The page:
Piotr Jakubowski – Mind over Marketing


The Knights of Your Round Table
September 9, 2007, 3:34 pm
Filed under: advice, college, interacting, knights, networking, reading, round table, smart people

This concept has also been around for quite a while, and it identifies a strategy which may ensure success in the future. First of all, one cannot be successful alone. Relationships, friendships and working with other people are all an integral part of success, and very rarely can be omitted. That being said, if you need other people for you to be successful, why not create your own group of trusted individuals?

Call them the Knights of Your Round Table. These are people who are all, in one way or another, smarter than you. They may specialize in their professional fields, but are not limited to the these. They may have more experience than you in a certain hobby; have travelled more, have a better golf swing. This group is essential in forming habits that will help you in the future.

One of the main benefits of talking to and surrounding yourself with smart people is the learning. You can learn how they interact, what they discuss, how they discuss, how they speak, their mannerisms; the list is endless. You can also learn, albeit vicariously, their experiences. Maybe your Wine Knight can teach you the importance of different kinds of wine, or your Pharmacy Knight can teach you about where the industry is going.

Most importantly, by interacting with these Knights, you can also gain confidence in talking to and approaching people you may not know. When you surround yourself with a group of people with different interests, you must have knowledge about these in order to interact with them. It is to your benefit to take the extra effort to learn something about each of these, and by doing so you will maintain a relationship with that person based on what they enjoy discussing.

One of the hardest aspects of starting up a conversation with somebody you don’t know is finding a topic of relevance. When talking in and around successful people, you can notice the diverse range of topics they talk about, and the fact that most people will have an opinion about these topics. And it all stems from one thing, Reading. How easy!

They say that the best managers are those who employ people who are smarter than them.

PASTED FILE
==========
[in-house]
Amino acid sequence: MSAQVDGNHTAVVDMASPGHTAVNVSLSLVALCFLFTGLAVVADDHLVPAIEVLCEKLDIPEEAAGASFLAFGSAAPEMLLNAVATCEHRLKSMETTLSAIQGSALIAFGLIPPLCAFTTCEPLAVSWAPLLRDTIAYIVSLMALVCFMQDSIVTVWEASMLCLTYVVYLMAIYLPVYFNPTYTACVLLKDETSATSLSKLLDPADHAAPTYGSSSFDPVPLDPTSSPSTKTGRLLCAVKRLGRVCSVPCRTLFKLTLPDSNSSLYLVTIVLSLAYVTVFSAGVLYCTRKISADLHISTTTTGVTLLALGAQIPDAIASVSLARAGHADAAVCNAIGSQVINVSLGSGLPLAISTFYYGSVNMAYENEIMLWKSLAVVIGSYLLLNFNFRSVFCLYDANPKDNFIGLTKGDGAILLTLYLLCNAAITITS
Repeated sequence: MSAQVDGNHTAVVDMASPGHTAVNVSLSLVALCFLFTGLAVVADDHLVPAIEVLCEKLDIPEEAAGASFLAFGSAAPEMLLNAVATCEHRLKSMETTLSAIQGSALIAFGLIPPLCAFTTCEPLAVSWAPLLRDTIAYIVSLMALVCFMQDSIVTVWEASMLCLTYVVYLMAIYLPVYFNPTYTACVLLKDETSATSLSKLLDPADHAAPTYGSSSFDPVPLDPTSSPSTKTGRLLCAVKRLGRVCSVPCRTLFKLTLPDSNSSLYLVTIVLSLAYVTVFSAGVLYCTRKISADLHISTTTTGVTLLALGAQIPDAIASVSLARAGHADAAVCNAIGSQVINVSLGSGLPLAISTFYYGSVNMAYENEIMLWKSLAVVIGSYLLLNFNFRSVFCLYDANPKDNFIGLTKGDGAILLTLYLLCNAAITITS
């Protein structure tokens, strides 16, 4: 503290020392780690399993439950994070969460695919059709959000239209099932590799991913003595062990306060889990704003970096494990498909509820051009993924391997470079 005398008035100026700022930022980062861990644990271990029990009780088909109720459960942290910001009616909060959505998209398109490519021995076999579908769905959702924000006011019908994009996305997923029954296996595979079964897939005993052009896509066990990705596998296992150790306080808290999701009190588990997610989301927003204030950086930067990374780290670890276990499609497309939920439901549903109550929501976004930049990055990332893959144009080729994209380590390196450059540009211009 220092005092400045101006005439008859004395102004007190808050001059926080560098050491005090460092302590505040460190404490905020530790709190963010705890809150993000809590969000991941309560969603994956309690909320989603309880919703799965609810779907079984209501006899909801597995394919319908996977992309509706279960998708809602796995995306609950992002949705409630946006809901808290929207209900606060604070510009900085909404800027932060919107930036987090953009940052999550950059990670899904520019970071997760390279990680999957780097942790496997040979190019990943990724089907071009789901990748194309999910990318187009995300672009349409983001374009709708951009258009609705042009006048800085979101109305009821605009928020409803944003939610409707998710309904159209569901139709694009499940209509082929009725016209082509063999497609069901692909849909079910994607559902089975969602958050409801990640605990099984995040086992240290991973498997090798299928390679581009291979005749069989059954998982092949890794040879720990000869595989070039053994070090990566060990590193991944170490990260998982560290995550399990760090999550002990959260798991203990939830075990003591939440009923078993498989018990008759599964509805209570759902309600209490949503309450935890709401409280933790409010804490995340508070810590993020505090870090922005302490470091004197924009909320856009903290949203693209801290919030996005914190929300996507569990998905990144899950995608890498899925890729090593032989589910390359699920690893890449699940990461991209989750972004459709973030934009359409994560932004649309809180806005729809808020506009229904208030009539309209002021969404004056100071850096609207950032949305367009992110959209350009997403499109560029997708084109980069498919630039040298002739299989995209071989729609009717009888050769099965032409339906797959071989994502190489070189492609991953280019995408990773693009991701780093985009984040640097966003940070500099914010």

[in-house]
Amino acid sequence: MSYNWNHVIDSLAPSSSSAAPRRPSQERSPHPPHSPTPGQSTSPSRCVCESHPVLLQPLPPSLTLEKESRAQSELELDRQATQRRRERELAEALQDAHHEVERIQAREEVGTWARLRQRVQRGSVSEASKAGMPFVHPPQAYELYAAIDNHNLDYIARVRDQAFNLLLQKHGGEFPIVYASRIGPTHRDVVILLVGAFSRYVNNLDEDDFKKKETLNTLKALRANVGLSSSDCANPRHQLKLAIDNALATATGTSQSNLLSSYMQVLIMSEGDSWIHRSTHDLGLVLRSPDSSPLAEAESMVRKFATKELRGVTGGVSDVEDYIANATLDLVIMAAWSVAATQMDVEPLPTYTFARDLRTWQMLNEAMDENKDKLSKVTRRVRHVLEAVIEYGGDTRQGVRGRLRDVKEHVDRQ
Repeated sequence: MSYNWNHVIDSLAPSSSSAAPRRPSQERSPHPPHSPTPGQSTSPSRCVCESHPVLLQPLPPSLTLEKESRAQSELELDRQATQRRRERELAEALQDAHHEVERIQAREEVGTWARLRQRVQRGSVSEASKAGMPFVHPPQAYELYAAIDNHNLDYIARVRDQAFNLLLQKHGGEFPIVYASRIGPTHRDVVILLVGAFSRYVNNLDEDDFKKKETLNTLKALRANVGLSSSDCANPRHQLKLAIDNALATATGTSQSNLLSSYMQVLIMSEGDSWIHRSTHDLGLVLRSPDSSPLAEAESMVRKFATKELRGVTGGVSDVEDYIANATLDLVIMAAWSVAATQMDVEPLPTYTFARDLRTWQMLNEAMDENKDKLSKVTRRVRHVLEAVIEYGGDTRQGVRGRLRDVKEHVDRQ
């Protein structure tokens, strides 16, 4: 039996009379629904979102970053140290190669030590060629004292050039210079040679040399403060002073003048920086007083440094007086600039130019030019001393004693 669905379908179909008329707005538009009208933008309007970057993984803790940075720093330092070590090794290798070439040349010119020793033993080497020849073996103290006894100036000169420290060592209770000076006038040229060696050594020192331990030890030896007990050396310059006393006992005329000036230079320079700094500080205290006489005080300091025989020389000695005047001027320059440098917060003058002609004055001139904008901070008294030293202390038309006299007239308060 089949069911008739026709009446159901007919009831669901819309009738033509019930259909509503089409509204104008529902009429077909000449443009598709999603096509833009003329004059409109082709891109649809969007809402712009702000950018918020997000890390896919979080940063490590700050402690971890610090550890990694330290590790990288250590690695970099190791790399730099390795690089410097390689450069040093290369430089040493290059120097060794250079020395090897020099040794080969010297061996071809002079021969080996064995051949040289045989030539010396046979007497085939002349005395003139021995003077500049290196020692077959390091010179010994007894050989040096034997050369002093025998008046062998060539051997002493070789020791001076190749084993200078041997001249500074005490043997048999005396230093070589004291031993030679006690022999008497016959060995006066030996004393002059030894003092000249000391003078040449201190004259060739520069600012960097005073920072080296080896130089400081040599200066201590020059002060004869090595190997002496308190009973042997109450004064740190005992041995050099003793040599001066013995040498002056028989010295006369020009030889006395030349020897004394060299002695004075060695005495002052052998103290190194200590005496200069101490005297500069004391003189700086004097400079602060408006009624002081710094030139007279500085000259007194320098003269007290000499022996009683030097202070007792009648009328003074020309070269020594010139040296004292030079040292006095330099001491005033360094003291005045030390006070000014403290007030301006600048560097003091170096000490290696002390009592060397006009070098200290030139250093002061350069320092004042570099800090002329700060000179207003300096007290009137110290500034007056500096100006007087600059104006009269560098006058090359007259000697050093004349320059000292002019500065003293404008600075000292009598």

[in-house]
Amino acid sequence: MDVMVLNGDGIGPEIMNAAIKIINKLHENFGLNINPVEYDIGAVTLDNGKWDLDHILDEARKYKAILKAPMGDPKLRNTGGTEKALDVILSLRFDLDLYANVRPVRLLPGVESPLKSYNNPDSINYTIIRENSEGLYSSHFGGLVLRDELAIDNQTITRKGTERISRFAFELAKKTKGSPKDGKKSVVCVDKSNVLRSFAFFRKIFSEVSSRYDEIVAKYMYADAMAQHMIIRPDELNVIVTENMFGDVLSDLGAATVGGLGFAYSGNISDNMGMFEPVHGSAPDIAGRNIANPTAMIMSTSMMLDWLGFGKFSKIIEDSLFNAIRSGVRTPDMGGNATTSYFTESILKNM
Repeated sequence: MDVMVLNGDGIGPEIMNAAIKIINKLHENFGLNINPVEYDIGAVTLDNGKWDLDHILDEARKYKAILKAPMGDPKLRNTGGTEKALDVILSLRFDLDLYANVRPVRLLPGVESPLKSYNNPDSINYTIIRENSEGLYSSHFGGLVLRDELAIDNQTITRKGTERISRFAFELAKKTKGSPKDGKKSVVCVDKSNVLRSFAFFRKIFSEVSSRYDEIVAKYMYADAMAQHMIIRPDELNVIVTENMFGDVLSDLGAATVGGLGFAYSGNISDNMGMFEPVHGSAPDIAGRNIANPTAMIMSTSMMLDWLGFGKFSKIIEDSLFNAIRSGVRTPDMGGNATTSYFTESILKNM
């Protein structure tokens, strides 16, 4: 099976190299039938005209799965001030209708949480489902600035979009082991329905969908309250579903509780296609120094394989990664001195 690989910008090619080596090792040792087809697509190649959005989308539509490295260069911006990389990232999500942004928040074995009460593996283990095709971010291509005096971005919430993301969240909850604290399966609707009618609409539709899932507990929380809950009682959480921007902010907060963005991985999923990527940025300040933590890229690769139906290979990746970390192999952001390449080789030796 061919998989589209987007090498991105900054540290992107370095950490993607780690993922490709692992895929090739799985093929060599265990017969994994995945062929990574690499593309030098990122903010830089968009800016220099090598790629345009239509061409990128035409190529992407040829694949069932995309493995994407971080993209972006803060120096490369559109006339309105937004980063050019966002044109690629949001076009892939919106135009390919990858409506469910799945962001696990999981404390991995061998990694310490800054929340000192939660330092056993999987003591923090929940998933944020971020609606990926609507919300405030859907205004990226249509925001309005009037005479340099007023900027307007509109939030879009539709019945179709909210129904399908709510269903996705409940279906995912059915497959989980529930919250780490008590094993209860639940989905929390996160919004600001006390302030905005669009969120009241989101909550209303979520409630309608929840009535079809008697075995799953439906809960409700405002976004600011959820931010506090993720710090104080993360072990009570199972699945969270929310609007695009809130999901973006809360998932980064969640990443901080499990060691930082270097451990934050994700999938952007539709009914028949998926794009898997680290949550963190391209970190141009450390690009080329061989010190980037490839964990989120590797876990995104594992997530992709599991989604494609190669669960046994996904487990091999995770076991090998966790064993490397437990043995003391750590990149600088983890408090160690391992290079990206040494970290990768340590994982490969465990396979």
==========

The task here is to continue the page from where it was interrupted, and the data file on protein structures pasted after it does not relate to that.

Who are the knights of your round table?

tsposter04.jpg



You and Whose Army?
August 21, 2007, 2:40 am
Filed under: advice, college, networking, networks, Relationships

After a welcome-back discussion with one of my mentors today, we began talking about mindset of the go-getter college student. We came to the conclusion that there are two types of go-getters. The first is the person who tries to meet as many people as possible and becomes thrilled by the idea of networking with many people. The second is the person who develops rich relationships.

Hundreds of books have been written about the importance of relationships, yet there are so many people out there who still don’t understand this idea.

One thing is certain; it’s about who you know, and not how many people you know. I would, without hesitation, take one of my strong relationships up against a person with hundreds of people they “know”. And I can guarantee that help would come quicker from the stronger relationship. The largest network is not always the best. In fact, the larger the network, the more difficult it becomes to maintain strong ties with everybody within the network.

For those who have been in a frenzy to meet as many people as possible, remember this. Slow down a little bit and develop stronger mutual relationships. Take the time to genuinely get to know the other person, and make sure they feel the same thing about you. Not only will you get more respect, but you will develop a stronger relationship that could provide a channel of assistance in the future. Once you focus on strength, you can develop the size. At this point, you will not have to worry about the reliability of the network.

So remember – despite what the cellular phone operators tell you, a stronger network is exponentially more important than a larger network.

Strength = Reliability

handshake.jpg